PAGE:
3. Experiments

3.1. Asian Elephant (Elephas maximus): Repertoire Analysis

Elephants are intelligent, long-living animals that live in a complex and fluid society in which several modes of communication play a role in maintaining group cohesion and social order, and in locating and assessing reproductive state of potential mates [32,33]. Although the social and behavioral contexts of Asian elephant communication signals are well studied [34,35,36,37], the study of the elephant vocal repertoire through categorization of call types by acoustic parameters is still needed as a basis for future research on individuality and for comparisons of acoustic communication among elephant species and populations [32]. McKay [38] described ten basic vocalizations for Asian elephants, divided into three major categories. However, only the low frequency rumble has been described by spectral and temporal features [39].
This study focuses on call type classification for Asian elephant repertoire analysis and validation. Vocalizations were recorded from captive elephants housed at the Oregon Zoo in Portland, OR (USA) and from domesticated elephants in Thailand [40,41]. Vocalizations were collected in a variety of social contexts, time frames, and environmental noise conditions in both urban and rural settings. Data was recorded from seven known individuals and between 10 and 25 unknown individuals, at distances ranging from 1 to 100 meters. The primary sampling rate was 44.1 kHz, although a few calls were alternatively recorded at 32 kHz. Call types were manually classified using perceptual aural cues and visual inspection of spectrograms for differentiation of fundamental frequency contour, tonality, and signal duration. Glaeser et al. [40,41] defined an acoustic repertoire of Asian elephants based on acoustic parameters, and validated structural distinction among six basic call types (Bark, Roar, Rumble, Squeak, Squeal, and Trumpet) and the non-laryngeal Blow. In addition to these basic call types, five call combinations with these basic calls forming their constituent parts are defined (Roar-Rumble, Squeal-Squeak, Squeak train, Squeak-Bark, and Trumpet-Roar). The frequency range of the signal energy ranges from 14 Hz up to 9 kHz, and call durations range from 0.1 to 14 seconds. Trumpets, Squeaks, Squeals have energy in the higher frequency range (54 Hz to 9 kHz) and are differentiated perceptually and through visual inspection by frequency modulation and duration. Rumbles, Roars, and Barks are limited to the lower frequency range (14 Hz to 5 kHz), and are differentiated by amplitude modulation and duration. A total of 2,044 vocalizations were manually segmented into all call categories. All vocalizations are included in the data set, regardless of signal degradation by noise or presence of overlapping signals.
To maximize training set size given the limited number of examples, 5-fold cross validation is implemented. In the cross-validation methodology, the data set is divided into multiple equal subsets (five for this experiment), with one set used for testing and the remaining for training. The process is then repeated once for each test subset, so that each example is used as a test point exactly once.
For analysis, GFCC features are extracted from the vocalizations using a moving Hamming window with a window size of 25 ms with 15 ms overlap. A 39 element feature vector (standard in human speech recognition) is used, with 12 GFCC coefficients with cepstral mean normalization plus log-energy, appended by velocity and acceleration, as described previously. The Greenwood frequency warping constants are calculated using 10 Hz−10 kHz to encompass the signal energy [40,41]. A total of 60 triangular filterbanks (more than is usually used in human speech) are spaced in accordance with the Greenwood warping function across that frequency range to guarantee enough filterbanks in the low frequencies, where a large amount of signal energy is located. One Hidden Markov Model is used to model each of the 11 different call types discussed above, with 12 emitting states per HMM and GMM state distributions with three Gaussian mixtures per state. A range of parameter variations was also implemented for comparative evaluation, with generally similar performance present across a broad range of states and mixtures.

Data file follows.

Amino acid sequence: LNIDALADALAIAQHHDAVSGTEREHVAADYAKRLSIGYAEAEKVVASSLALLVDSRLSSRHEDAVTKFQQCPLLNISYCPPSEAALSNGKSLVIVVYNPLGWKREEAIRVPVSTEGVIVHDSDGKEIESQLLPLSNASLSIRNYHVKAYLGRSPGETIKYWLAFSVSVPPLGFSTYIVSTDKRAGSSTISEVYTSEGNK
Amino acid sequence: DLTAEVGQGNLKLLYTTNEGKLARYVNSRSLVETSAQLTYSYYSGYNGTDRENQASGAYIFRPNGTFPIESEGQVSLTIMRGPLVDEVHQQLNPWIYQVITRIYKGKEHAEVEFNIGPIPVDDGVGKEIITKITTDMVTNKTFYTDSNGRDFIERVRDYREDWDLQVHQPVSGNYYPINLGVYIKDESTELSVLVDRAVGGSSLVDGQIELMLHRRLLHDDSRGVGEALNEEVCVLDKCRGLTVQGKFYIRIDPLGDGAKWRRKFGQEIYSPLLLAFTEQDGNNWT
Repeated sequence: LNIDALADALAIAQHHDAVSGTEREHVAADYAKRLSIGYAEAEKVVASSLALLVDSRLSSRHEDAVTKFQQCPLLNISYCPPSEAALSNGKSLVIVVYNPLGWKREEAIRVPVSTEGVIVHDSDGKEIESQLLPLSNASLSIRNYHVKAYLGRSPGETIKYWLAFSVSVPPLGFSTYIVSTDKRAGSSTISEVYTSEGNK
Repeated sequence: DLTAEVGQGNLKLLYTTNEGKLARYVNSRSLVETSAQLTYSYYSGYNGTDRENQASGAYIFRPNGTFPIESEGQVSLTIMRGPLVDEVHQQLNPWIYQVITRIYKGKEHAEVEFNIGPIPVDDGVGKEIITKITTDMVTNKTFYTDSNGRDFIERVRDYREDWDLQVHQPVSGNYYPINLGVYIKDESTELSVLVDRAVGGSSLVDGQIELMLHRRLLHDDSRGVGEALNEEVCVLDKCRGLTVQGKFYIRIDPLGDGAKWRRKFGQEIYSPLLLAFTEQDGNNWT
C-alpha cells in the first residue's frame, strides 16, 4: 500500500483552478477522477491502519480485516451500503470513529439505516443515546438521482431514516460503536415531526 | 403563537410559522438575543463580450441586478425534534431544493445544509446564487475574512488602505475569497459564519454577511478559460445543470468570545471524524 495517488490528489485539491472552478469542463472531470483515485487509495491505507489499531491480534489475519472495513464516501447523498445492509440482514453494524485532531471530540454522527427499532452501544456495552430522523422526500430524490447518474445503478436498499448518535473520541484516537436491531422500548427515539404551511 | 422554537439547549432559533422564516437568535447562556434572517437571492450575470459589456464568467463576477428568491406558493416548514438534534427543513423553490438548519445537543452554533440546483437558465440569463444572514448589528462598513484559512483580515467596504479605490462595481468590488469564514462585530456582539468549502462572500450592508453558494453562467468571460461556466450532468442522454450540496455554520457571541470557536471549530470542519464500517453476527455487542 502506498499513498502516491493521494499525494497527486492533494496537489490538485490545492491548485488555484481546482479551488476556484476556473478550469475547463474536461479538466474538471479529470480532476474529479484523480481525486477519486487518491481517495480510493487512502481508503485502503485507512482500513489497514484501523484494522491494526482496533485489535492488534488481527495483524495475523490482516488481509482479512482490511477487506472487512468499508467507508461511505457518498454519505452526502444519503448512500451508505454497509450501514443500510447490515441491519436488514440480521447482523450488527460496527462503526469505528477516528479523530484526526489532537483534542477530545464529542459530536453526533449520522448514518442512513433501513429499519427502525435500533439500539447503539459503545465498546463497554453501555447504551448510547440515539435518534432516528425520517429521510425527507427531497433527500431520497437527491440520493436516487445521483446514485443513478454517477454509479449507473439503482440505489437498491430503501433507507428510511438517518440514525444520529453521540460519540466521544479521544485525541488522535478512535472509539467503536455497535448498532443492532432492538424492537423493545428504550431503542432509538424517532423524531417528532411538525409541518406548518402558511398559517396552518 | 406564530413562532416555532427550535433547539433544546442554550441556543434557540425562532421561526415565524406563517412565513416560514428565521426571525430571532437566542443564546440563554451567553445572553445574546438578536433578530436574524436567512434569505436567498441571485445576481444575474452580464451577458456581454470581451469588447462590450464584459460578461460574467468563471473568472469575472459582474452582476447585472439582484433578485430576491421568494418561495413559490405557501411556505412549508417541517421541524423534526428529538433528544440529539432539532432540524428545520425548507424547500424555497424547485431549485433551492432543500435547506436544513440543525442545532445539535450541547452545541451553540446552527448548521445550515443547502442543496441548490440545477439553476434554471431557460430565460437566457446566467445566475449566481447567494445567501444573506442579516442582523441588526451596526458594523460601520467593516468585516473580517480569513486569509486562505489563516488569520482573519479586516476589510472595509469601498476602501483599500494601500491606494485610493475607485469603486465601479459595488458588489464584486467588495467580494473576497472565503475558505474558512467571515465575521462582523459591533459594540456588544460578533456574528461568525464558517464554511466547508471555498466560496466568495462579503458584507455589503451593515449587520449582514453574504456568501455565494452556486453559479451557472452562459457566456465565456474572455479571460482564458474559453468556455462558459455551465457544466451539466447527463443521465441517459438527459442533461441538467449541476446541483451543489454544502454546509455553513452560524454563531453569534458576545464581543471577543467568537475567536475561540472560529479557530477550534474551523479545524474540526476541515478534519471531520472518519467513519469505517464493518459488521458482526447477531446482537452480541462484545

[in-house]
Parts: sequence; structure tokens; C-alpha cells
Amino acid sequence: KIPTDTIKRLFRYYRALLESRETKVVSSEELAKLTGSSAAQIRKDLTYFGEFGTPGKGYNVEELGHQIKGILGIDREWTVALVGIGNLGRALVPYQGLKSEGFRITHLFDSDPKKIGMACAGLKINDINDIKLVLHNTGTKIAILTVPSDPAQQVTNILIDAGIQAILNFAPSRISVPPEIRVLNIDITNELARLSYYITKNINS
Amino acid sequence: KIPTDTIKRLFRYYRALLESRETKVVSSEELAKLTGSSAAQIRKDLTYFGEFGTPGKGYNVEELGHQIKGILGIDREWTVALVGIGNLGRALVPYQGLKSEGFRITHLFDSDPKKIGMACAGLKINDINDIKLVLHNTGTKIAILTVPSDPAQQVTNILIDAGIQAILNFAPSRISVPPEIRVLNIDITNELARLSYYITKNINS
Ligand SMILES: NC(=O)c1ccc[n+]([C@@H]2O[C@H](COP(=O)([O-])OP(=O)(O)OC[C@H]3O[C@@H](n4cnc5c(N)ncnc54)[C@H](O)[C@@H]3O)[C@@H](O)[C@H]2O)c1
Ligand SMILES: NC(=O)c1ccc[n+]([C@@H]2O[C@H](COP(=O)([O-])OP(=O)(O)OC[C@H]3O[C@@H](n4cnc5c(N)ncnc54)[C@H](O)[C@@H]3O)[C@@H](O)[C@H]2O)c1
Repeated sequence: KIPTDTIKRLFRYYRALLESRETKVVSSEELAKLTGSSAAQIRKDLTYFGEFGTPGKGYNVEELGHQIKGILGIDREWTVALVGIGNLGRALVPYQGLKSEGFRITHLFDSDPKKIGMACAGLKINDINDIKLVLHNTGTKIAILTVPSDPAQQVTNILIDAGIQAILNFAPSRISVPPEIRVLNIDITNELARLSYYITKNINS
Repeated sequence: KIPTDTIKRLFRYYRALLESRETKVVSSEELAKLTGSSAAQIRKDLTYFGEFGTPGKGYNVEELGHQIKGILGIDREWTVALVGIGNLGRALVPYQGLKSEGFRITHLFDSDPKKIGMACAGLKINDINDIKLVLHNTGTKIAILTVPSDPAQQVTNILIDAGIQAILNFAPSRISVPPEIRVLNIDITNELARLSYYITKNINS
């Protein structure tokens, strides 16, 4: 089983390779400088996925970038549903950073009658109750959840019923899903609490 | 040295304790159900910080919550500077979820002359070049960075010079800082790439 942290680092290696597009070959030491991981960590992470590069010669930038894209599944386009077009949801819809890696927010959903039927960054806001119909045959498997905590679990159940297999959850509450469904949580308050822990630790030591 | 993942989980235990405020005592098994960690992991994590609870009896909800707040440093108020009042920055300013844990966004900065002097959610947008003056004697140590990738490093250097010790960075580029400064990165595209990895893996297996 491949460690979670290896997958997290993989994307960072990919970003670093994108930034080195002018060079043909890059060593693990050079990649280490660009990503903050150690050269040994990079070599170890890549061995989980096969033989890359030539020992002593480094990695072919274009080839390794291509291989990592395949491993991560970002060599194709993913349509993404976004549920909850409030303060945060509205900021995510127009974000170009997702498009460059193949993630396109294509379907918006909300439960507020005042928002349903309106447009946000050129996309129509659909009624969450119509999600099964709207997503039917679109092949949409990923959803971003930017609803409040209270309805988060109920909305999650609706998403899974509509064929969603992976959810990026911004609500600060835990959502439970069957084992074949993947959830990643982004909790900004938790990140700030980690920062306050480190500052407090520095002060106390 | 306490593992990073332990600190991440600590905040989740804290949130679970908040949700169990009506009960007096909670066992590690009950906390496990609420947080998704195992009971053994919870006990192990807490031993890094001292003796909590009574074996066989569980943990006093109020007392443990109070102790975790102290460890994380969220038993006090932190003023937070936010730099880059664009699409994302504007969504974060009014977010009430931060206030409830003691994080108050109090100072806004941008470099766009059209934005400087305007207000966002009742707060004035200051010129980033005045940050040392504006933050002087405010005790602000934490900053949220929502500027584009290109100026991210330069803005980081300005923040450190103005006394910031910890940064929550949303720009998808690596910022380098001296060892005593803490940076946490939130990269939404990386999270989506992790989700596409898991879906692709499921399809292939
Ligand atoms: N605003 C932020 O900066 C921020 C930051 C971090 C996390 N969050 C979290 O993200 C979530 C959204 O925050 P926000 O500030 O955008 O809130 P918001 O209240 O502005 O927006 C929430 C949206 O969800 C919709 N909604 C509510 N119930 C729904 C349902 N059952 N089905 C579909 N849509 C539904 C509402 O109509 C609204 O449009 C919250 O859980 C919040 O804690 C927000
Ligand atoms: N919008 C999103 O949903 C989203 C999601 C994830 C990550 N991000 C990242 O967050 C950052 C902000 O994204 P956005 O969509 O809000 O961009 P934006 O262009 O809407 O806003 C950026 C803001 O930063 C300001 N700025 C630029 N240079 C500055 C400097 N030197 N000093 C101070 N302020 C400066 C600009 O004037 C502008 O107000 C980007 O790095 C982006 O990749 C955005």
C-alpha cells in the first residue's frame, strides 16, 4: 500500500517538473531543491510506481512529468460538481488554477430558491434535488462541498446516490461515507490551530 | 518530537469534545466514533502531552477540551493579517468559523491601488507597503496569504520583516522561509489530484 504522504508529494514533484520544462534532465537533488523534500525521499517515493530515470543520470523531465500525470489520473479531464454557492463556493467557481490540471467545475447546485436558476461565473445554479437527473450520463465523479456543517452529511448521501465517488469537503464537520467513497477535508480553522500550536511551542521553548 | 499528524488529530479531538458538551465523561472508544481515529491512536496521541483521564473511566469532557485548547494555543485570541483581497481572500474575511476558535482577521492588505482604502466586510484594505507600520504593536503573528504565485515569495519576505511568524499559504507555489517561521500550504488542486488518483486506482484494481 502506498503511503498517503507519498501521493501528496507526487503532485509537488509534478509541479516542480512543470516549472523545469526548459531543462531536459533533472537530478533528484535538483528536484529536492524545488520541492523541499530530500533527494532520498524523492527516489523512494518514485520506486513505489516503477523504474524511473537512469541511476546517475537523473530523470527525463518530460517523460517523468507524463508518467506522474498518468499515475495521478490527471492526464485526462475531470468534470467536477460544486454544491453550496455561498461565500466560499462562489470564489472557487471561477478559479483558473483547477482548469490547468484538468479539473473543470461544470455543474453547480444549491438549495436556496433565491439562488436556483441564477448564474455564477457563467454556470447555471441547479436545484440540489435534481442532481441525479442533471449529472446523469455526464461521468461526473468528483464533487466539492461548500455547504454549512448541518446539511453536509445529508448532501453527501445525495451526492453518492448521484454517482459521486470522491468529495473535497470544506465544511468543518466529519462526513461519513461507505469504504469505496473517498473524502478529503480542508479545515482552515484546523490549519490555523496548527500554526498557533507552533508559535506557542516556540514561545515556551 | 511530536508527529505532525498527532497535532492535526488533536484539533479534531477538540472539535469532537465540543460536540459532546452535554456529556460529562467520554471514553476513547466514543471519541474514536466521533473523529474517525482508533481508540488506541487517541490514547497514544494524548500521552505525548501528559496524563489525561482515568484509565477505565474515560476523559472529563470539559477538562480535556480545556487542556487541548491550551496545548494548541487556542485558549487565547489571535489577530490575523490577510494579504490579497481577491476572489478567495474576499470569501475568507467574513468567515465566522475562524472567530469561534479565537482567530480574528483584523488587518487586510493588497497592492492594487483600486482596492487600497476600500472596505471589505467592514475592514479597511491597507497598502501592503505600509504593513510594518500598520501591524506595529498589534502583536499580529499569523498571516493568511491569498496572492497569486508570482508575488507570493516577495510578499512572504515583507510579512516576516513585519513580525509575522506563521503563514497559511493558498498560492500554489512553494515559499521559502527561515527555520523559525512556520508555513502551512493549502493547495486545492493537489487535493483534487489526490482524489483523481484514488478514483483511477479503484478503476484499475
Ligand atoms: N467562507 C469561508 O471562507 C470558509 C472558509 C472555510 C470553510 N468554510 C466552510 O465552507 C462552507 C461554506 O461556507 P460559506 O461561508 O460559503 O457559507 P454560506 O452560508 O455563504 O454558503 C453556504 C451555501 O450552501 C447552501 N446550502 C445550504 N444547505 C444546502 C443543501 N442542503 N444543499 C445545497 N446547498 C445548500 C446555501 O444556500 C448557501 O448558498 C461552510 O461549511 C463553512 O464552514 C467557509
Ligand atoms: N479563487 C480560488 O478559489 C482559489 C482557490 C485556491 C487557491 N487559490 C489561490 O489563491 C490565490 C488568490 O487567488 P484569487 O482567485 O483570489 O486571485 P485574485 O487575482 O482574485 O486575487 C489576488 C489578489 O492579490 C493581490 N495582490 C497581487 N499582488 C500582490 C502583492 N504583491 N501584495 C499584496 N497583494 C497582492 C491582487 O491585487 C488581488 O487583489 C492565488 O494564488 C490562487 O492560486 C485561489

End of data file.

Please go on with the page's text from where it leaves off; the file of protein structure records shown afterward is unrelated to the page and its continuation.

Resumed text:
Table 1. Confusion matrix for 12 state HMM with 3 mixtures. Basic call types are shown in bold. BRK=Bark, RRM=Roar-Rumble, ROR=Roar, RUM=Rumble, SKC=SqueakTrain, SQG=Squeak-Bark, SQK=Squeak, SQL=Squeal, SQS=Squeak-Squeal, TMP=Trumpet, TRR=Trumpet-Roar. Overall accuracy is 60.1% (vs. chance accuracy 28.0%).
Table 1. Confusion matrix for 12 state HMM with 3 mixtures. Basic call types are shown in bold. BRK=Bark, RRM=Roar-Rumble, ROR=Roar, RUM=Rumble, SKC=SqueakTrain, SQG=Squeak-Bark, SQK=Squeak, SQL=Squeal, SQS=Squeak-Squeal, TMP=Trumpet, TRR=Trumpet-Roar. Overall accuracy is 60.1% (vs. chance accuracy 28.0%).
LabelBRK 42010200015060
ROR 2151343200011280
RUM 7120871003210230
SQK 11005262253161170
SQL 12023817011323103660
TMP 6012221172442270
The confusion matrix over the full data set conditions, including all call types with all overlapping and noisy calls, are shown in Table 1. The overall accuracy for the full set is 60.1%. The pattern shown by the confusion matrix indicates that a significant number of the errors are made between highly confusable call types and between basic call types and their corresponding call-combinations. By roughly ordering the columns according to confusability between calls, similarity can be observed by looking along the diagonal for blocks with significant error rates. Some of these patterns are highlighted in the confusion matrix for reference. Similarity between RRM (Roar-Rumble) and RUM (Rumble) and to a lesser extent ROR (Roar) is noted, as well as substantial similarity between SQS (Squeak-Squeal) and SQL (Squeal). These similarities are expected because combination calls are made up of the basic call types with which they are confused, and the error patterns help confirm the repertoire categories.